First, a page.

Neuroscience Has An Important (But Complicated) Place In The Courtroom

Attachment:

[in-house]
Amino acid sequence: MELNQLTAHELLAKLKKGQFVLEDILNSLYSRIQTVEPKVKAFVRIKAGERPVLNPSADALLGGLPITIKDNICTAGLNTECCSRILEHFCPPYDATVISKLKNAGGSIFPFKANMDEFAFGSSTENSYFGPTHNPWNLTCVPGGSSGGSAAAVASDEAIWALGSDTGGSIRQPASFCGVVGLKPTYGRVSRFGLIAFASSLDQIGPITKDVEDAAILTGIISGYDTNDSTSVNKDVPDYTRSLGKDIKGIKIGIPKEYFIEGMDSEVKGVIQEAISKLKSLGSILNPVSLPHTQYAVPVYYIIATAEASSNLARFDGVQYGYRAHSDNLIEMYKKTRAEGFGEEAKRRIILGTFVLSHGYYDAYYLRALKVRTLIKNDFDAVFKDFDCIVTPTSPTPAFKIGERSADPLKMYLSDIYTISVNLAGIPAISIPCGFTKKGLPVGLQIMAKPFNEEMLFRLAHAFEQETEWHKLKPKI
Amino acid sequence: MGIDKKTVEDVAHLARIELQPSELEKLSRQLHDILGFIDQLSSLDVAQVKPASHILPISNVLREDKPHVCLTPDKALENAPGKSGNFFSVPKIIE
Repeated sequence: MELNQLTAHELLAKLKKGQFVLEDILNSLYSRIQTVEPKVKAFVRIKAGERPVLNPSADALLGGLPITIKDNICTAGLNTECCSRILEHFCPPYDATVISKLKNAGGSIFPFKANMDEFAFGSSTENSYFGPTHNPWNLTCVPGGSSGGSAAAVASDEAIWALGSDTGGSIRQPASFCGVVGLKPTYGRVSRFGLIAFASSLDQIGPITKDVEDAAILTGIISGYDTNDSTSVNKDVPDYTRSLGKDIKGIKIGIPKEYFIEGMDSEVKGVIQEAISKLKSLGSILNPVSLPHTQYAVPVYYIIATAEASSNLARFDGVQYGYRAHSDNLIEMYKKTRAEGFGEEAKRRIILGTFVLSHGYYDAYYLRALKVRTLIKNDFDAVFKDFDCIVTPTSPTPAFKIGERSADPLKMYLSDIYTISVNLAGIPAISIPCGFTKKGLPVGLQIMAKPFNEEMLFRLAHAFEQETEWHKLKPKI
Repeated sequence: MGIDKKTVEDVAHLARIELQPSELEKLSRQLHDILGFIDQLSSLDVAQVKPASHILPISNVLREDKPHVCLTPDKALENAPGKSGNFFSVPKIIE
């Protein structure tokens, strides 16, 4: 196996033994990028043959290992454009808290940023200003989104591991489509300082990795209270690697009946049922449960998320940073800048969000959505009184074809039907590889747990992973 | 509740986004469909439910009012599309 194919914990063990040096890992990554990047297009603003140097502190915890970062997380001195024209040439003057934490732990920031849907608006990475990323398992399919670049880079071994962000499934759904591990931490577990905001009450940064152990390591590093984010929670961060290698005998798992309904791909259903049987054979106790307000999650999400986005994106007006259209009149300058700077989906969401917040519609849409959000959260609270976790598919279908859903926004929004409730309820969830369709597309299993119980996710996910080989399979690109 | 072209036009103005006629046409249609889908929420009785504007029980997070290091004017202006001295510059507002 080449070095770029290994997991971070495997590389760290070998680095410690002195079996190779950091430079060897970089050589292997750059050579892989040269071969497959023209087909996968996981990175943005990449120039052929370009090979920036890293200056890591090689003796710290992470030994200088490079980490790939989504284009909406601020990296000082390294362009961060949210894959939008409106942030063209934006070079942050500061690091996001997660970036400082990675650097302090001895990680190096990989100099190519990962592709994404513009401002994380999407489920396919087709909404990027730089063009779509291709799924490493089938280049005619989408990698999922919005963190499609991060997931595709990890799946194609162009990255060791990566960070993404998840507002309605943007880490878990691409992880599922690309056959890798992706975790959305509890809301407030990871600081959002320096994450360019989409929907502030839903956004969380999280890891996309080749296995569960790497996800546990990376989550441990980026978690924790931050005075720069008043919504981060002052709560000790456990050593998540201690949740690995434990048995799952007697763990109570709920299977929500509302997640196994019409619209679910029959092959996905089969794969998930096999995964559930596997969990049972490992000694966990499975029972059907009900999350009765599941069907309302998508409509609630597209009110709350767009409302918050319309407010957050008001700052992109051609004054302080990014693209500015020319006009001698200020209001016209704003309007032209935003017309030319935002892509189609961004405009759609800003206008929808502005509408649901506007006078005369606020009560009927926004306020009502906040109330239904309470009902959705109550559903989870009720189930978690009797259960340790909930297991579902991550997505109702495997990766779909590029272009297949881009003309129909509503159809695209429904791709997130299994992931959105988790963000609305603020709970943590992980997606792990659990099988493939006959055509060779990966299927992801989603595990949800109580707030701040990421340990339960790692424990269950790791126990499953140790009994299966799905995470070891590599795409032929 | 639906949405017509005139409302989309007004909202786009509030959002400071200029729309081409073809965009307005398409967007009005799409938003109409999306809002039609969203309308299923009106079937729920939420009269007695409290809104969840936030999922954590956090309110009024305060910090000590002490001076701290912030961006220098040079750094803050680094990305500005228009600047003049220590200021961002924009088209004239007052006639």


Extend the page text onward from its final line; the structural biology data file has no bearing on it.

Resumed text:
As our understanding of the brain advances, neuroscience is coming to hold an increasingly important but complicated place in the courtroom.  In more than 1,500 court cases in the U.S. between 2007 and 2012, judicial opinions were influenced by brain science evidence — double the amount from the five years earlier. Of those cases, 40 percent were for capital murder.  For instance, brain imaging is often used to argue for a lesser sentence, to suggest that the defendant was unable to control his or her actions and therefore should not be held fully accountable. On the other hand, this evidence can also be used to suggest that a person is aggressive by nature and a threat to society.  Consider the following real-life case: 16-year-old Christopher Tiegreen was a friendly, normal…


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